When I tell people that until I moved to Boston, I didn’t know all the climate-, weather-, and season-related I read about in books and magazines my whole life were true.
I know it sounds silly, but when you grow up in the Southwest, things like leaves changing color, layering your clothes, and “spring” don’t mean a whole lot. I saw seasons change in movies, and it’s not likely I truly believed that the East Coast/Midwest utopia that the great majority of American fiction takes place in was a fairytale land, but it may as well have been for all that it resonated with me. I have never put snow chains on a car. The first time I saw salt residue on my jeans after walking in the snow I flipped out because I didn’t know what it was or whether it would come off. I called my dad in almost tears of joy the first time I looked out and actually saw autumn colors and leaves of different colors all around me, and his response was, “Geez, your mom and I really should have taken you and your sister to the East Coast more.”
When we talk about diversity in literature and publishing*, those who think diversity is stupid or that books published by marginalized people are only for marginalized communities often like to kvetch that reading a few words here and there in another language or referencing a religious practice or cultural practice without explaining it in detail is a shortcoming because then “nobody can understand it.” That is, of course, because the presumed readership and audience of all cultural production is the magical Default Human, who is white, upper middle class, Protestant, and heterosexual (and, furthermore, is entirely generic and conventional and doesn’t participate in any subcultures of music, politics, fashion, etc), so anything mentioned that does not come from one of those groups must be defined and explained ad nauseum.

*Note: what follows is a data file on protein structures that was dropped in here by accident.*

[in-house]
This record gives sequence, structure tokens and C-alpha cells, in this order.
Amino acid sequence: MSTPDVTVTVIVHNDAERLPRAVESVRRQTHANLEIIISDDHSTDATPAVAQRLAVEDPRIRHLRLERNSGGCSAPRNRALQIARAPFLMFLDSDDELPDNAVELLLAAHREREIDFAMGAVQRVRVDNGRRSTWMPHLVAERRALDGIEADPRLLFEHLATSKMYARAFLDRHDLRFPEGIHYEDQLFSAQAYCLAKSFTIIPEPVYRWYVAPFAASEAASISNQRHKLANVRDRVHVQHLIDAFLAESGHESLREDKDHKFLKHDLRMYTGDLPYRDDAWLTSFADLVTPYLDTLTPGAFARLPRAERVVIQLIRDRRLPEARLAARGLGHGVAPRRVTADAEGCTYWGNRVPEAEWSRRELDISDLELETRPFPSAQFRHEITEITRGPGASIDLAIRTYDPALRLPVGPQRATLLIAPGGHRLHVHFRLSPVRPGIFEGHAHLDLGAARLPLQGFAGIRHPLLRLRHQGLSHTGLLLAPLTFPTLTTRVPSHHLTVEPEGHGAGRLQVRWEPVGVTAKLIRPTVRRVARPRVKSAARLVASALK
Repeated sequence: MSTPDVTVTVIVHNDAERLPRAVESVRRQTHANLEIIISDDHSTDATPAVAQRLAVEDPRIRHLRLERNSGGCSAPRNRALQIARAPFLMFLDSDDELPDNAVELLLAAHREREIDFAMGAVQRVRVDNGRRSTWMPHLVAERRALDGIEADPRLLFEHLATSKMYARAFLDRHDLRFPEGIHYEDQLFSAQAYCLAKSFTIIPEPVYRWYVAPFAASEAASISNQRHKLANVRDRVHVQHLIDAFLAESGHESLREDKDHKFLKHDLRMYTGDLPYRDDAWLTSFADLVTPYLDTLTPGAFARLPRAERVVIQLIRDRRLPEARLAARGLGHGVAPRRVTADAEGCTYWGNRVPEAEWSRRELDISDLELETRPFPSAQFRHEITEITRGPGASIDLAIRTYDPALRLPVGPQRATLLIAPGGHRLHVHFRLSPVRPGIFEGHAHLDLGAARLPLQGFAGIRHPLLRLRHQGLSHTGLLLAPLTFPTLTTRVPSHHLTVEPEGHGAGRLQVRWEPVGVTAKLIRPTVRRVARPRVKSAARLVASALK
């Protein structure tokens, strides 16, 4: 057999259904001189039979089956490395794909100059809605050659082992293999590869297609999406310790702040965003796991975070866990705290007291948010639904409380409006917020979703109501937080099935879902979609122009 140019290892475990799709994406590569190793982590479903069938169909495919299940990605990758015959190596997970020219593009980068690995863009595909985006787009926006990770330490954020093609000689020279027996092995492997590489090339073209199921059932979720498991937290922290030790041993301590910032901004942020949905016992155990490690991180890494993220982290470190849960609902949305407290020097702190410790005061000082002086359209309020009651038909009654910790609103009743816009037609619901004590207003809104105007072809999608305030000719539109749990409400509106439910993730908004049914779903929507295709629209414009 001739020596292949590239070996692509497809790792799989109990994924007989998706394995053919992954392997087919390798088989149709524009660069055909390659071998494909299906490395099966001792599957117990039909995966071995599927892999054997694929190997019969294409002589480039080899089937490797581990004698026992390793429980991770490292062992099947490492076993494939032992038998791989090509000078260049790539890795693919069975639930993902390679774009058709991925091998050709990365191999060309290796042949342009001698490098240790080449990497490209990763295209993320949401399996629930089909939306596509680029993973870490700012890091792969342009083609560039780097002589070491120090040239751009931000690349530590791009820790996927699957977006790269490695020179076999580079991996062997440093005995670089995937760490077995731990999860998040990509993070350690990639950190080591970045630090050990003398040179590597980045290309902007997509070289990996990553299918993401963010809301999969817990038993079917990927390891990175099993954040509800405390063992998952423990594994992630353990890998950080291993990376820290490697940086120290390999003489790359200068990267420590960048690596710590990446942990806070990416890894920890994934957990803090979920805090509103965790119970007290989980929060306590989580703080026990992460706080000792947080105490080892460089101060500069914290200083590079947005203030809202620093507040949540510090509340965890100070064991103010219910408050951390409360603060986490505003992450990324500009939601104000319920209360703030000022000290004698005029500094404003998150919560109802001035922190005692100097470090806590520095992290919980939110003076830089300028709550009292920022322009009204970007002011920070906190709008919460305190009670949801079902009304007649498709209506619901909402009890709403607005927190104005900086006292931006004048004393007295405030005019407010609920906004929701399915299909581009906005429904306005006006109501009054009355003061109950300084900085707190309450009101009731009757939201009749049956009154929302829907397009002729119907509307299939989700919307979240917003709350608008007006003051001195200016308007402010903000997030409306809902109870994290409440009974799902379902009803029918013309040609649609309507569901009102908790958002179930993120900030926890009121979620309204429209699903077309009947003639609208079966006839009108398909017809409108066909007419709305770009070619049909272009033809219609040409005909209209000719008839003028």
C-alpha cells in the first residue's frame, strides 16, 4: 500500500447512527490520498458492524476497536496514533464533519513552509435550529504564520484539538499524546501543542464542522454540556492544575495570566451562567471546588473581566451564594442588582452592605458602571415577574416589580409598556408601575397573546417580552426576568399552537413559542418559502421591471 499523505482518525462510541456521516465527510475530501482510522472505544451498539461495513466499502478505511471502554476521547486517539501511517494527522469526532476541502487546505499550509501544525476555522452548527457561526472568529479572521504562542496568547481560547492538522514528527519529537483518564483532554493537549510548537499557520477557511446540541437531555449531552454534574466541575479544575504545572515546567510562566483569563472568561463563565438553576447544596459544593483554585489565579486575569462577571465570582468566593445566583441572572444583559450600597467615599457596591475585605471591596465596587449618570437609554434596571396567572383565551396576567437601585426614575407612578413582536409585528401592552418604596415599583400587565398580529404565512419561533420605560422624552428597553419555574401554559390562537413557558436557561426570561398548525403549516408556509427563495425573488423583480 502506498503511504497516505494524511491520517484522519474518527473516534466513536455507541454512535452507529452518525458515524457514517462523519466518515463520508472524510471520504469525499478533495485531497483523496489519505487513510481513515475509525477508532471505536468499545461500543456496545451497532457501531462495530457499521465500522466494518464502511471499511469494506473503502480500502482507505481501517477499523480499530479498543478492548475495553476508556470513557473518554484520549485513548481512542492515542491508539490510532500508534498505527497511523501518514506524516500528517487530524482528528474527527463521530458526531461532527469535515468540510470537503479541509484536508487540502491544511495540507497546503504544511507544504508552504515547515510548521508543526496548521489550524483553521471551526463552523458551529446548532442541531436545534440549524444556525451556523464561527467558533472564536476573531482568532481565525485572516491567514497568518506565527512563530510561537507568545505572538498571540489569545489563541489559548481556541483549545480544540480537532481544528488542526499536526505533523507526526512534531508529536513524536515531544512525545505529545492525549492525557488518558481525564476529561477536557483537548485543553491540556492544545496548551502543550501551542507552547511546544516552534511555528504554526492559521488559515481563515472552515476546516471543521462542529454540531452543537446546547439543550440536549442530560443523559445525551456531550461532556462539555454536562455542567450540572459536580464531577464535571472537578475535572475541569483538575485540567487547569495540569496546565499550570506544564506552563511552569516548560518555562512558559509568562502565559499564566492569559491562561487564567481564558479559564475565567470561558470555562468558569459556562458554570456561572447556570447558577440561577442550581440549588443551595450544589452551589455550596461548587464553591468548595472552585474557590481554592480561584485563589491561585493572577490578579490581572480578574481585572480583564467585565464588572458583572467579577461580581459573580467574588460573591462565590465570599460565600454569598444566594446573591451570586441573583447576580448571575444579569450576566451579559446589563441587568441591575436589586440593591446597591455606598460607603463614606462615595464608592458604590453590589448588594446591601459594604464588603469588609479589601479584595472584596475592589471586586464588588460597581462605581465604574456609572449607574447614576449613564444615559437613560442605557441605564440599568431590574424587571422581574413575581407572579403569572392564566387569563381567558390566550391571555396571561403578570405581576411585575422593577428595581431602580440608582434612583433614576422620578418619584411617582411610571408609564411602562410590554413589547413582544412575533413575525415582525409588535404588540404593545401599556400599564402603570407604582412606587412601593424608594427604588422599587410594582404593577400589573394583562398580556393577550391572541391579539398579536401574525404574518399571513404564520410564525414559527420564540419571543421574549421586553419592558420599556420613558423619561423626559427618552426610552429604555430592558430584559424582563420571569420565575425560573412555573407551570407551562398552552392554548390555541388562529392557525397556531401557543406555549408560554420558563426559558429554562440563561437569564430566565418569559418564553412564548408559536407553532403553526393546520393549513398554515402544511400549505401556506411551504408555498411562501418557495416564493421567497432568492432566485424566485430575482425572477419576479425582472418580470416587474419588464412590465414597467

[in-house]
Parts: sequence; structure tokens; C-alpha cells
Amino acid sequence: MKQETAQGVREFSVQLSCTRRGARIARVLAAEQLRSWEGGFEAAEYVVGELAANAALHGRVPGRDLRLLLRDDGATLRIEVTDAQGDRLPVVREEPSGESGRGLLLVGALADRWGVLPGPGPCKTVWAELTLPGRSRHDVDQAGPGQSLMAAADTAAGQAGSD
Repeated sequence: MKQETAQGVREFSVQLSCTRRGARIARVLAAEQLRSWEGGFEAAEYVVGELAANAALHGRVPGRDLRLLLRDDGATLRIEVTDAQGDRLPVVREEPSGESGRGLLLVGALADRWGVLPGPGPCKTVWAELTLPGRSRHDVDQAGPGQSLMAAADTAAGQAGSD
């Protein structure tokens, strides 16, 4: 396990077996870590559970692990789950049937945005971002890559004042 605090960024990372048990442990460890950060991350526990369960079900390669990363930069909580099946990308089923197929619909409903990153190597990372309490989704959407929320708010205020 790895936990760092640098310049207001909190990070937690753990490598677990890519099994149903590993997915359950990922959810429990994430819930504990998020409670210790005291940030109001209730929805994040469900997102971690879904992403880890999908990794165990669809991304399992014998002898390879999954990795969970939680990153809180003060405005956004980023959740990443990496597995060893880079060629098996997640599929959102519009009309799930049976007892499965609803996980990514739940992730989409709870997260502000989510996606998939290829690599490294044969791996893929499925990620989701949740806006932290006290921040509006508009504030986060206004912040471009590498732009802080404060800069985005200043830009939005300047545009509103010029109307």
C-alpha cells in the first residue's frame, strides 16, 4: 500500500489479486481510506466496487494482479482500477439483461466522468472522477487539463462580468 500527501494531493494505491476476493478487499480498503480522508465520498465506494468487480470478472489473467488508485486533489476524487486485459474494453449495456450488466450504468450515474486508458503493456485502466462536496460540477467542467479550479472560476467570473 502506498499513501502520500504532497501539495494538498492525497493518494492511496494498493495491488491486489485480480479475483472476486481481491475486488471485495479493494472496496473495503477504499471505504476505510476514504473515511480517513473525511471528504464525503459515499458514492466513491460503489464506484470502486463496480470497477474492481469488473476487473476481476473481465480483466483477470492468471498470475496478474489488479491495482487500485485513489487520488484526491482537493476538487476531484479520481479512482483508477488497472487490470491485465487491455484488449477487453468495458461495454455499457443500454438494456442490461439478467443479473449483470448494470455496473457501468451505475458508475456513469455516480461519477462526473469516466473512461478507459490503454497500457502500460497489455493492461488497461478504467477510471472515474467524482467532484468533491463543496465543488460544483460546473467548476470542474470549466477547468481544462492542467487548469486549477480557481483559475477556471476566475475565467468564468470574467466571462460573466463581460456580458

You could look at geographic and climatic references the same way. Continue reading